On Monday, Utah lawmakers gave approval for a $2 million proposal to sue California over their cap and trade Program. Republican Rep. Mike Noel spearheaded the proposal that hopes to reduce fees for coal-fired power in Utah. Only one Democratic lawmaker objected.
California is currently charging an extra $15 per megawatt hour to purchase from Utah’s Intermountain Power Plant, a coal-fired plant in Delta, Utah.
Noel contended that California’s laws are violating the U.S. Constitution’s Commerce Clause. He believes California’s fees are hindering an already hurt coal industry that’s key to the economic health of several rural Utah counties. Noel believes that California is trying to push their “values” on Utah.
Of course, California regulators would disagree, asserting they’re not “singling out Utah” but merely trying to reward less pollution regardless of its origin. They assert their green initiative as in no way biased.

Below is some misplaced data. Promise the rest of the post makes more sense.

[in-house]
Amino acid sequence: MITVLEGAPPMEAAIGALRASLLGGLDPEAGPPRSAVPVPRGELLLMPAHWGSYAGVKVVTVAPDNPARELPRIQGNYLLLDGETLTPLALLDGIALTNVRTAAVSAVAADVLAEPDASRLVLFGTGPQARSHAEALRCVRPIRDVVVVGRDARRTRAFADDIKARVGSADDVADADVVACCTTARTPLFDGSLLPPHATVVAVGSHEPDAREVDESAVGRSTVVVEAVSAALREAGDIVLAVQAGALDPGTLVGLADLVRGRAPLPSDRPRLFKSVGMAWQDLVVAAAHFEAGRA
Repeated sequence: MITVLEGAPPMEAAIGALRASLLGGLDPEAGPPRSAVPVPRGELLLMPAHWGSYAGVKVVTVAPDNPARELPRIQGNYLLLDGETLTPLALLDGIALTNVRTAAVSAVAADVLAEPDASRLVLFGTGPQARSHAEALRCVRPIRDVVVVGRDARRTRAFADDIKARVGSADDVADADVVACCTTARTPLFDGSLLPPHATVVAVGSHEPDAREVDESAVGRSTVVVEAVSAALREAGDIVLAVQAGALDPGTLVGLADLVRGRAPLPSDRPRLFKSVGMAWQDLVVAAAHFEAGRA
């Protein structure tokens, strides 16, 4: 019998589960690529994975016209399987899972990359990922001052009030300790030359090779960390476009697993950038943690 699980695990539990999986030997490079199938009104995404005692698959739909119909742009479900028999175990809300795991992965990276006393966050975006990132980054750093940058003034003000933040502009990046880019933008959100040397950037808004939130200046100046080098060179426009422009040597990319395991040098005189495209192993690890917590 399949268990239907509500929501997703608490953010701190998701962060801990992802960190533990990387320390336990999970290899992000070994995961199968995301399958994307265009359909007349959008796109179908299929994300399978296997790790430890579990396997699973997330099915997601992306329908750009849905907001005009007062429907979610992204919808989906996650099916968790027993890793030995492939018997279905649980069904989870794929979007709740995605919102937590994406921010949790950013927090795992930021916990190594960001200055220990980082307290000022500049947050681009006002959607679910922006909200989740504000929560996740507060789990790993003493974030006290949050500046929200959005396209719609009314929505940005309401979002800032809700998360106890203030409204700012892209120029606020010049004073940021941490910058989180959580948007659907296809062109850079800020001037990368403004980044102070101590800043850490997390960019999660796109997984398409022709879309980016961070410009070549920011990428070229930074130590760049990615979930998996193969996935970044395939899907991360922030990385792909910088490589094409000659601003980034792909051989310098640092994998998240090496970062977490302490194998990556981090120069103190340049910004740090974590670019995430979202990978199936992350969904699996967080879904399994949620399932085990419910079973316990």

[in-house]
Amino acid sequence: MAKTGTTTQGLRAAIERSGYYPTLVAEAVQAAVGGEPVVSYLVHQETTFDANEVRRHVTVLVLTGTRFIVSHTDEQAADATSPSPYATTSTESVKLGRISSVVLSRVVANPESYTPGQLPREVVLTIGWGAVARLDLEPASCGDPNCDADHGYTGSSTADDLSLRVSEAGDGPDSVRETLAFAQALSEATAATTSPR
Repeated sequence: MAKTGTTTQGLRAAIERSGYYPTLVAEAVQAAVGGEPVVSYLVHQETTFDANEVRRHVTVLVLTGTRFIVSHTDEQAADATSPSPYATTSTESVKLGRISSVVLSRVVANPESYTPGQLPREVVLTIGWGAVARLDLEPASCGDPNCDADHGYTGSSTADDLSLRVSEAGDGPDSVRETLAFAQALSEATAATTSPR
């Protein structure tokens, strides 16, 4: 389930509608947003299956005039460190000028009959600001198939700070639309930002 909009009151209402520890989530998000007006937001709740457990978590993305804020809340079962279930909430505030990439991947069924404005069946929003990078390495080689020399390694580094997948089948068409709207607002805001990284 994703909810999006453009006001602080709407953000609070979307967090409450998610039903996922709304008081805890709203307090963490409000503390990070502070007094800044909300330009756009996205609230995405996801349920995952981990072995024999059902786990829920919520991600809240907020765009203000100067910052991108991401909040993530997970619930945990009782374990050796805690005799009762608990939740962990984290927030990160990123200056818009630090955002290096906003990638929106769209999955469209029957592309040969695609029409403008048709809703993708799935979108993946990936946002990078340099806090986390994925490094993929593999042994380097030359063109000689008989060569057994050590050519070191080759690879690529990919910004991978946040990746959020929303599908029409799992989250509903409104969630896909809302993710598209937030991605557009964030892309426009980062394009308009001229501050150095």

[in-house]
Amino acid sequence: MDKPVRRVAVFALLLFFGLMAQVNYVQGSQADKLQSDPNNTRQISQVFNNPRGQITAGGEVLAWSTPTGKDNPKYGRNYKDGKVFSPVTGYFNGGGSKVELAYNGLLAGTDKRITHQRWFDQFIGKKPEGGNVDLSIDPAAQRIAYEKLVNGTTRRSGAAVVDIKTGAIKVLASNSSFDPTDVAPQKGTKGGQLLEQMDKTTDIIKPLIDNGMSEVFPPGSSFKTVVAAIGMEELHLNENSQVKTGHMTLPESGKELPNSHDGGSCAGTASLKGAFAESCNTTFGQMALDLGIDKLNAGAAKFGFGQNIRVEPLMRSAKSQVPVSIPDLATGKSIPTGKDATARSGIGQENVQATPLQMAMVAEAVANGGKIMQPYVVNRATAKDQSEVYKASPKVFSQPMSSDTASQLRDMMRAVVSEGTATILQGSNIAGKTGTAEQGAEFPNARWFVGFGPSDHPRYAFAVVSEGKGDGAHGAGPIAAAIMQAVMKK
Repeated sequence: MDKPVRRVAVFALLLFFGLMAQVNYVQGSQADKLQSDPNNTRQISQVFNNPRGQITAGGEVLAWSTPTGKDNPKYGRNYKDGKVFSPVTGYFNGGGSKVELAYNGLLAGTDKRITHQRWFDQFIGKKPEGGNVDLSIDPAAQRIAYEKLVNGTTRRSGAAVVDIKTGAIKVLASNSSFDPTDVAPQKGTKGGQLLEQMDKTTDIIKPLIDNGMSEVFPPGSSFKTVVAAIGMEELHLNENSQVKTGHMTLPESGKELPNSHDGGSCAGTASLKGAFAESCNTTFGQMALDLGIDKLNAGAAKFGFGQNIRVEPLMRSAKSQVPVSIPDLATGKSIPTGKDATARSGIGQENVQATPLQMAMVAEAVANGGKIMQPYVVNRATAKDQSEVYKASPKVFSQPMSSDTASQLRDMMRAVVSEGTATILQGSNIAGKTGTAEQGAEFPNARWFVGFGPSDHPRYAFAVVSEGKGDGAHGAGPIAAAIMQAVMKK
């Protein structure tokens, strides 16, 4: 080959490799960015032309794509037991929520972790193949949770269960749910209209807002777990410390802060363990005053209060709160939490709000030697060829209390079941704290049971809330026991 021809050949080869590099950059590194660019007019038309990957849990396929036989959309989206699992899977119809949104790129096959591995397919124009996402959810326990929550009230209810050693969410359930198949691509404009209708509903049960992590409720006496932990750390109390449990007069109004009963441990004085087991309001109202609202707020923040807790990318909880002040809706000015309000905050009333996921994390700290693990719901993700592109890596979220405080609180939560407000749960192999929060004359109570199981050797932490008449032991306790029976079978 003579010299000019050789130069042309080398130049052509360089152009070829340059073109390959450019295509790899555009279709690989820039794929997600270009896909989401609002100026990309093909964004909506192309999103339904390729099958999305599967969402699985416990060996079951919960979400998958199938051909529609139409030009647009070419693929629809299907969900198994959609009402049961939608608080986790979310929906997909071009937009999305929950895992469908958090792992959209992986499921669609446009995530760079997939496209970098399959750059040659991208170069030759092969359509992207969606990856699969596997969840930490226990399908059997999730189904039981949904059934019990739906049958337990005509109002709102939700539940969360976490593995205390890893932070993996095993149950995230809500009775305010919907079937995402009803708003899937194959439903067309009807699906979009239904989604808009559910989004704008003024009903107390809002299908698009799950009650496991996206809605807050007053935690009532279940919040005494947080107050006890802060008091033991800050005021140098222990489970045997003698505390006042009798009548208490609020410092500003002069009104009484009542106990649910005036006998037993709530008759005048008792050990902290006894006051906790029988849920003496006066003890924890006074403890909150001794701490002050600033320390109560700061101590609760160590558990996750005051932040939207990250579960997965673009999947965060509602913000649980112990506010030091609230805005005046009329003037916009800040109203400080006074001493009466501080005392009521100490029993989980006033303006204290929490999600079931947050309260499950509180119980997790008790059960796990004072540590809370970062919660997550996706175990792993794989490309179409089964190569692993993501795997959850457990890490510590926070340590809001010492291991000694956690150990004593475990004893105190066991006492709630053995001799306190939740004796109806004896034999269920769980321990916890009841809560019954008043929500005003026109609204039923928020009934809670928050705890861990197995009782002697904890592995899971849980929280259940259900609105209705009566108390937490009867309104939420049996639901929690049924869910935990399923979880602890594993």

Not everyone in Utah wants to see this $2 million proposal to go through, though. Ashley Soltysiak, Utah chapter director for the non-profit conservation organization “The Sierra Club,” condemned the proposal, citing it as a poor use of taxpayer money at the expense of the environment.
For the past few years, we have seen the clash between GOP and Democratic ideals over the use of environmentally-damaging natural resources such as coal. While coal hurts the environment, it also hurts blue collar workers. The industry has seen a 40 percent drop in production since 2015, says Larry Johnson, mine manager of Alton Coal Development, who is in support of the proposal.
The issue of renewable energy in the U.S. is a highly divisive topic. California is taking a strong initiative to influence the rest of the country to follow suit in what they believe is the country’s best interest. Meanwhile, Utah is more concerned with the welfare of those who need the coal industry in order to survive financially. It’s a highly contested moral dilemma on both sides without an easy answer.